Make Ahead

Whiskied Roasted Parsnip and AppleĀ Puree

October 12, 2009
2 Ratings
  • Serves at least 6
Author Notes

Like a lot of vegetables, I think roasted parsnips are in a completely different category than their boiled cousins. To boost the caramelized flavor, I've also roasted onions and apples (tart Granny Smith to offset some of the intense sweetness) before pureeing all three together in the food processor. Honey lets you adjust the flavor to your liking and the whisky gives the rustic side dish a grown up twist - but if you're serving kids, just omit it. —lifeaswecookit

What You'll Need
  • 5 medium parsnips (almost 2 pounds)
  • 1 large white onion, peeled, ends trimmed
  • 2 Granny Smith apples
  • 2 tablespoons olive oil
  • kosher salt and cracked black pepper
  • 1 1/2 cups 2% milk
  • 1/2 tablespoon unsalted butter
  • 2 tablespoons honey, plus extra for drizzling
  • 2 tablespoons whisky
  1. Arrange racks in upper and lower thirds of the oven. Heat oven to 375?F. Line two rimmed baking sheets with aluminum foil.
  2. Peel and trim parsnips. Cut tips from parsnips into 3/4" pieces. Quarter parsnips; remove the cores (don't worry too much if a bit remains). Cut into 3/4" pieces. Place on first baking sheet. Halve onions and cut into large cubes. Place on second baking sheet. Peel apples; remove cores and cut into 3/4" cubes. Place on baking sheet with onions.
  3. Drizzle each pan with 1 tablespoon olive oil; season with salt and pepper. Bake 15 minutes; using spatula, flip fruit and veggies. Place pans back in oven, rotating racks. Bake 15 minutes more, or until softened and just golden brown. Immediately transfer parsnips, apples and onions to food processor.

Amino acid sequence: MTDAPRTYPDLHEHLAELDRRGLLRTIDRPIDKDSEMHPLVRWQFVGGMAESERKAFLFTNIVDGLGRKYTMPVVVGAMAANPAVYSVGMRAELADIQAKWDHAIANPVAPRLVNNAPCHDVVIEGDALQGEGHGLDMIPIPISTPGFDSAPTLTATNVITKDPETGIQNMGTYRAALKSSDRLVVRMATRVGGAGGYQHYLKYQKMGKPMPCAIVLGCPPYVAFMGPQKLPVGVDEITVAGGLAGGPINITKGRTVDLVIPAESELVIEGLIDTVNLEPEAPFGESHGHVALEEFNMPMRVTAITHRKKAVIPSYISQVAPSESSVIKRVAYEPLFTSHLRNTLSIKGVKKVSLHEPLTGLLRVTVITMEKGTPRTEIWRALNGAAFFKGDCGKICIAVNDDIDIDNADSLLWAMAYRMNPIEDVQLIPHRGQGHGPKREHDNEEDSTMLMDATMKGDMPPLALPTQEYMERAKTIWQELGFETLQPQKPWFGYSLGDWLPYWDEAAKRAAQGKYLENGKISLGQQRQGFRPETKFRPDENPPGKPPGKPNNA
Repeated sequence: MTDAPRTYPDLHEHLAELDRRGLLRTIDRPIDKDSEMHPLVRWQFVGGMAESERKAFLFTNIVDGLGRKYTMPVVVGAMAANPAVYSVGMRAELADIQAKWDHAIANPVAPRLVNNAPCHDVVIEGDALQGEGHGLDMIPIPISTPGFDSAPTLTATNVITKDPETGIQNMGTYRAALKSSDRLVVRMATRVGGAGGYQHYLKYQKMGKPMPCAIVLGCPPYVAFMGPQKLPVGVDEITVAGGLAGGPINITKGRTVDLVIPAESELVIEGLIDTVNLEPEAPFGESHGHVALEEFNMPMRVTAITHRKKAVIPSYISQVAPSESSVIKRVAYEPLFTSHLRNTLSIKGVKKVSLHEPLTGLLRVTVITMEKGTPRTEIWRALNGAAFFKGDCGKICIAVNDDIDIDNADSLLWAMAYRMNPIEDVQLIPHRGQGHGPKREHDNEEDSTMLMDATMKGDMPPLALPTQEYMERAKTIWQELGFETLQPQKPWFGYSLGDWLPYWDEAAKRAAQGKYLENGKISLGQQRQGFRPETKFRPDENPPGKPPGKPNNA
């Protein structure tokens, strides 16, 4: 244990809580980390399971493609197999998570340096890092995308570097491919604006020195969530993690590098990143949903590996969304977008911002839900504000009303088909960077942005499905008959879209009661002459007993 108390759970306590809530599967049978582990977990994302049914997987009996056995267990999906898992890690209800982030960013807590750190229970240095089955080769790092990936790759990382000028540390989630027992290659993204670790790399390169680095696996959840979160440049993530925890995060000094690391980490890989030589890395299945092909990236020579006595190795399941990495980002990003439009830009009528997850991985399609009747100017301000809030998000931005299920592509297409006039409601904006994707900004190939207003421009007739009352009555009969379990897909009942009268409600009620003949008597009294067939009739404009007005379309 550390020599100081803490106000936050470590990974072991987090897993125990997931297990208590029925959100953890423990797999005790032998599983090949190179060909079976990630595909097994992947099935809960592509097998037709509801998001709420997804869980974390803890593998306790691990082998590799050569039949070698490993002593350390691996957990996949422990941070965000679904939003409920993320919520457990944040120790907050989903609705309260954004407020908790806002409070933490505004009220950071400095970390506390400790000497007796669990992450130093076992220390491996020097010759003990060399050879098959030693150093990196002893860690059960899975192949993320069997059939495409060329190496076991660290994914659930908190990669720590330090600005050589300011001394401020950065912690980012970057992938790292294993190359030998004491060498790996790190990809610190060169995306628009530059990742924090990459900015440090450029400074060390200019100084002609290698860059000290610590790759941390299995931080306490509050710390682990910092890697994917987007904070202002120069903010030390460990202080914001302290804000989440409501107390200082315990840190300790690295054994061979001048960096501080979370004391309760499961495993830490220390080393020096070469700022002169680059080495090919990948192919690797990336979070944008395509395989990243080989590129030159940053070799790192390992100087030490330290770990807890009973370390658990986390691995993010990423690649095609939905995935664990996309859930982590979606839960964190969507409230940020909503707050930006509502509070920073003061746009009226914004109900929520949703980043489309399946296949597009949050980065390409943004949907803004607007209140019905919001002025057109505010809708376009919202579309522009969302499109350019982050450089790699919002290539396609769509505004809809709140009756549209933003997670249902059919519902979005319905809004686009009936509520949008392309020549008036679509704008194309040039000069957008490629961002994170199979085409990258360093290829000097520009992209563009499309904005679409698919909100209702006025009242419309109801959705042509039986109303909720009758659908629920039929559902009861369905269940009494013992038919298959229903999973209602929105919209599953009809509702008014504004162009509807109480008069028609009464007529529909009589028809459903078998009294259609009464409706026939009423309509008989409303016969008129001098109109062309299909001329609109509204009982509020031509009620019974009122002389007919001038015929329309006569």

4. Meanwhile, in small saucepot on medium-low heat, warm milk and butter. Add 1 cup milk to food processor; process 2 minutes, or until mostly smooth, adding more milk if necessary. Add honey and whisky and process just until combined. If you like added texture, you could stir in 1/2 cup toasted chopped pecans at this point.
  5. Transfer to serving bowl; drizzle with honey and garnish with toasted pecans, if desired.

See what other Food52ers are saying.

  • Skylor Powell
    Skylor Powell
  • AntoniaJames
  • lifeaswecookit
  • Sigita

5 Reviews

Sigita January 27, 2012
Made these last night - were very good- but I think I would chop the onions in smaller pieces so they might go through a ricer for a smoother texture than the cuisinart produced. Would make again- I like the fact that the recipe asked for milk versus cream which many other purees asked for. And I did make ahead and reheated - texture was fine.
Skylor P. April 15, 2010
If I have a hard time digesting apples, do you have any other recommendations to replace the apple with another fruit or vegetable? I love the way this sounds!
AntoniaJames April 15, 2010
I've made this, and it is soooo good . . . I'd substitute either pears or carrots, but in each case I'd add some lemon or lime juice, to keep it from being too sweet. The parsnips and onion become sweeter with roasting, and the carrots and pears are both sweet (and become sweeter with roasting) If roasting pears, I'd reduce the cooking time quite a bit; carrots may need a bit more time than apples. Cider vinegar would also work well . . . just my two cents worth. ;o)
AntoniaJames December 23, 2009
I'm wondering if this (perhaps just through Step 3) can be prepared in advance, say, the day before it will be served? It's currently on my Christmas dinner menu! Thanks so much.
lifeaswecookit December 28, 2009
oh, i'm sorry i'm so late. i would worry a bit about pureeing it once the vegetables have been chilled. i think one of the reasons they blend so easily is that the starches are still warm. however, this reheated surprising well, so in the future, i think it would be ok to make it all, chill, then reheat before serving.